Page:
In general, the survival of the records of the poor law unions themselves are – with some exceptions – fairly poor outside the Dublin area and usually are confined to minute books. In Dublin, the old poor law administration was less radically modified in the early 20th century and the survival of records is therefore much greater.
The records of the North and South Dublin Unions (BG 78 and BG 79) which relate to Dublin city and the records of Rathdown Union (BG 137) which cover south County Dublin and north County Wicklow, include very complete runs of indoor registers giving details of persons entering the workhouse, as well as other operational records. The North and South Dublin Unions were amalgamated in 1918 into the Dublin Union and minutes of this successor body until 1943 and its indoor registers until 1938 are held in the NAI. All the indoor registers are available for consultation but application must be made to the Director of the NAI to consult the minutes for the period 1918–1943.
The NAI also holds some records of St Kevin’s Hospital, the successor to the Dublin Union, including a fairly complete run of diagnostic registers for the period 1938–1953. The records of Rathdown Union (BG 137) constitute the largest and most representative collection of poor law records to survive in the country. The minute books run from 1839–1843, the indoor relief registers from 1841–1955 and there is a wide range of 19th and 20th century records relating to finance and relief. The collection also includes rural district council records which were responsible for sanitation and housing within their respective areas between 1899 and 1925.
Smaller collections of poor law records of medical interest include the Lismore Poor Law Union (BG 111) containing indoor registers (1906–1922) and an incomplete run of master’s journals (1848–1916); Dromore West Poor Law Union (Sligo 8) which includes minute books on microfilm for the period 1916–1920; Castlecomer Poor Law Union (BG 57) which includes a register of births (1850–1859); Kilkenny Poor Law Union (BG 101) which includes a register of births (1899–1919) and a register of successful vaccinations against smallpox for Kilkenny no. 1 dispensary district (1880–1894) and Urlingford Union (BG 159) which includes vaccination registers for Johnstown district (1864–1899) and Baleen district (1898–September 1926).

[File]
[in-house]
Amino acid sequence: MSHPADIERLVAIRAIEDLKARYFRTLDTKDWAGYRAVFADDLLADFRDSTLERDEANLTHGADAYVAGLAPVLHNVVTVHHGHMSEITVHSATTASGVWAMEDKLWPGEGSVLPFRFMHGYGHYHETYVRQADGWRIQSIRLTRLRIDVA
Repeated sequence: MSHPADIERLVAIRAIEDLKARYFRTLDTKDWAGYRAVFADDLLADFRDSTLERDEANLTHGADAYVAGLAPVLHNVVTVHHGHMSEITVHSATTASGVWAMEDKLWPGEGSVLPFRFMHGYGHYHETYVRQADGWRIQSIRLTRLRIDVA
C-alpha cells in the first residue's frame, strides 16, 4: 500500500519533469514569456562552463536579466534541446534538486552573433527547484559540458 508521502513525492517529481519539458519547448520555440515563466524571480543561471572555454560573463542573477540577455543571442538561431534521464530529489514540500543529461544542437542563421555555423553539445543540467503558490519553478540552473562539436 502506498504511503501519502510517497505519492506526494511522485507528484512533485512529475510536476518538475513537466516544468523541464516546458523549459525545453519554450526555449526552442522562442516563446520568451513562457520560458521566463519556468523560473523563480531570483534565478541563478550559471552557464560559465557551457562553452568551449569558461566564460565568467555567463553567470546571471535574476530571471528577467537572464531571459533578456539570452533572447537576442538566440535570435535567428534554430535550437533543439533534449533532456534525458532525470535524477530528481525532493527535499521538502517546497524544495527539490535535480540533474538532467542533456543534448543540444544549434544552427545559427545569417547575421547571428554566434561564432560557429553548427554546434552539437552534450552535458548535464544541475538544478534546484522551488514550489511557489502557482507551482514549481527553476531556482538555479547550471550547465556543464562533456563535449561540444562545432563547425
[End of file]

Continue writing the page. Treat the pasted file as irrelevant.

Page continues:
Initially transferred from the Crown and Peace offices in the 19th century and more recently from the county registrars offices, coroners’ records are a useful source of medical information. Many of the earlier records were destroyed when the Public Record Office was blown up in 1922 but some 19th century coroners’ records dating mainly from the 1880s are held in the NAI as are the Official Papers which include summary coroners’ returns, giving name of deceased, date of inquest and cause of death etc. Such data survives for most Irish counties between 1835 and 1837 and for the years 1857, 1873, 1875, 1876 and 1878 with less extensive returns from 1858 to 1863.
Twentieth-century coroners’ records also survive, with some counties being better represented than others. The most complete set of coroners’ records survive for Dublin city, namely the morgue registers for the period 1871–1933. These provide details of bodies brought to the morgue and subsequent inquests on them, in addition to registers of coroners’ inquiries and coroners’ registers from the 1890s. The former relate to cases – later called natural causes cases – where there was some initial enquiry into a death but it was later decided that an inquest was not necessary. The coroners’ registers relate to deaths for which inquests were held and files on deaths survive from the 1930s. Many of the files contain postmortem reports on the deceased and all provide a unique insight into the circumstances of an individual’s death, generally through a police report and depositions of witnesses. These records are available to the public.
Records of government departments